Cayenne object storage / memory usage

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Cayenne object storage / memory usage

John Huss
I did some experimenting recently to see if changes to the way data in
stored in Cayenne objects could reduce the amount of memory they consume.

I chose to use separate fields for each property instead of a HashMap
(which is what CayenneDataObject uses).  The results were very affirming.
For my test of loading 10,000 objects from every table in my database I got
it to use about about *half the memory* of the default class (from 921 MB
down to 431 MB).

I know there has been some discussion already about addressing this topic
for the next major release, so I thought I'd throw in some observations /
questions here.

For my implementation I subclassed CayenneDataObject because in previous
experience I found implementing a replacement to be much more difficult and
subject to more bugs due to the less frequently used code path that
PersistentObject and it's descriptors take you down.  My apps rely on
things that are sort of specific to CayenneDataObject like Validating.

So one question is how we should be addressing the need that people may
have to create their own data classes. Right now I believe the recommended
path is to subclass PersistentObject, but I'm not convinced that that is a
viable solution without wholesale copying most of CayenneDataObject into
your subclass.  I'd rather see a fuller base class (in addition to keeping
PersistentObject around) that includes all of CayenneDataObject except the
property storage (HashMap).

For my implementation I had to modify CayenneDataObject, but only slightly
to avoid creating the HashMap which I wasn't using. However, because class
isn't really intended for customization this map is referenced in multiple
methods that can't easily be overridden to change the way things are stored.

Another approach might be to ask why anyone should need to customize the
way data is stored in the objects if we can just use the best solution
possible in the first place?  I can't imagine a more efficient
representation that fields.  However, fields present difficulties for the
use case where you aren't generating unique classes for your model but just
rely on the generic class.  In theory this could be addressed via runtime
code generation or something else, but that would be quite a change.

So I'm looking forward to discussing this and toward the future.

John
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Re: Cayenne object storage / memory usage

Andrus Adamchik
Ah, an exciting topic!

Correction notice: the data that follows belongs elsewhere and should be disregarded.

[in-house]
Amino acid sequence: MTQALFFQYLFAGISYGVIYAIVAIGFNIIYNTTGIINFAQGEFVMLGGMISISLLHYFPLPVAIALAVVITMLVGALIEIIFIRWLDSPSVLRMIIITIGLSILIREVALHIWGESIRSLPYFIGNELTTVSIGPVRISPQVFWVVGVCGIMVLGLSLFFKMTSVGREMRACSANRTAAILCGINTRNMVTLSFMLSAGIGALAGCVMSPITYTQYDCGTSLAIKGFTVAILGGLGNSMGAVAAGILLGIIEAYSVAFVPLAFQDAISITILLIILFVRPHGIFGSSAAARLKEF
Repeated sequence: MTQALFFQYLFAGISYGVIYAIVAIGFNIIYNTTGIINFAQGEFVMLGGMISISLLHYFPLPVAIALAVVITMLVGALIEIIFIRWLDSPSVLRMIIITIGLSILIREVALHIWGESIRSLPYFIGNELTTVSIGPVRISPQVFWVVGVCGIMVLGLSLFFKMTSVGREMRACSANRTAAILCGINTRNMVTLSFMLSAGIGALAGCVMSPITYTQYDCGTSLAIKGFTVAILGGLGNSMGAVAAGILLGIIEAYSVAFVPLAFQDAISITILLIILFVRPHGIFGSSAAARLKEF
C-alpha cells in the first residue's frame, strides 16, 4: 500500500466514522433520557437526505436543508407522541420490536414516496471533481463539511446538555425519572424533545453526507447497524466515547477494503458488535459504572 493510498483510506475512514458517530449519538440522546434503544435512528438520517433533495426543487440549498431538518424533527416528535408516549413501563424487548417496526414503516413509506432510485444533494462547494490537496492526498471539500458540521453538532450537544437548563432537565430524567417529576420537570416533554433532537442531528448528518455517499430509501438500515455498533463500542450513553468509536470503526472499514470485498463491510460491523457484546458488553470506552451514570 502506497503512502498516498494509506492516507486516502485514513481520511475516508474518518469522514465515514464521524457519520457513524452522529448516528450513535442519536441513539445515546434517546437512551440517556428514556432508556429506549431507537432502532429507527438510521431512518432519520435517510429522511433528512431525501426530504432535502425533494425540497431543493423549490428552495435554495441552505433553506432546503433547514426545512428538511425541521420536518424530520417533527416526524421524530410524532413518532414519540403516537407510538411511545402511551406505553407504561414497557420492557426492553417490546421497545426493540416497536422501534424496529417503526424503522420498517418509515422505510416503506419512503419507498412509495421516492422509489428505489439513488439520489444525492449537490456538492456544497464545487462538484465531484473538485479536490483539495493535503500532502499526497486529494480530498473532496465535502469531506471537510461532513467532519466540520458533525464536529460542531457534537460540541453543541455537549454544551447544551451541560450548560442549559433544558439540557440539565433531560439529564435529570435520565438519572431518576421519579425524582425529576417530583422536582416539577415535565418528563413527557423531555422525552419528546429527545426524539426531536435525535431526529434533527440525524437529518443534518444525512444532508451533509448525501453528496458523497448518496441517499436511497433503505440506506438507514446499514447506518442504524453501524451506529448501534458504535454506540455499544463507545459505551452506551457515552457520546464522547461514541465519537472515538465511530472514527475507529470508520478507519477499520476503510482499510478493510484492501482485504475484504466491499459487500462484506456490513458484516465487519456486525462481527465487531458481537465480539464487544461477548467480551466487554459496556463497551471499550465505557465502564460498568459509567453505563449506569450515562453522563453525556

> On Jun 9, 2017, at 5:55 PM, John Huss <[hidden email]> wrote:
> For my test of loading 10,000 objects from every table in my database I got
> it to use about about *half the memory* of the default class (from 921 MB
> down to 431 MB).

Yeah, that's certainly expected.

> So one question is how we should be addressing the need that people may
> have to create their own data classes. Right now I believe the recommended
> path is to subclass PersistentObject,

Formally - yes. But we don't have a "recommended" way from the practical standpoint. Simply because this is too complicated for the majority of users. The most prominent example of an alt Persistent implementation is ROP, but it required a bunch of other things to work beyond the object itself and ClassDescriptor. So I commend you for trying! :)

> Another approach might be to ask why anyone should need to customize the
> way data is stored in the objects if we can just use the best solution
> possible in the first place?

+1. While making it pluggable is nice (even for our own experimentation), the goal is to settle on the most efficient design and make it the default.

>  I can't imagine a more efficient representation that fields.  

True, but fields also require reflection to be accessed "from below" (by Cayenne). Other ideas include:

* use Object[] for data storage (with array positions alphabetically mapped to attribute names).
* use fields, but also use class generation (that you also mentioned) to create some kind of "companion" objects (adapters) for each entity, that can operate on the fields of a given Persistent object, but present a generic API to the rest of the framework.

> However, fields present difficulties for the
> use case where you aren't generating unique classes for your model but just
> rely on the generic class.  

I'd keep Map-based CayenneDataObject for the 5% of apps that use generic classes. (Unless we can make Object[] based structures to work. Those are also generic).

Andrus
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Re: Cayenne object storage / memory usage

John Huss
Thanks for commenting! See below.

On Fri, Jun 9, 2017 at 12:48 PM Andrus Adamchik <[hidden email]>
wrote:

> Ah, an exciting topic!
>
> > On Jun 9, 2017, at 5:55 PM, John Huss <[hidden email]> wrote: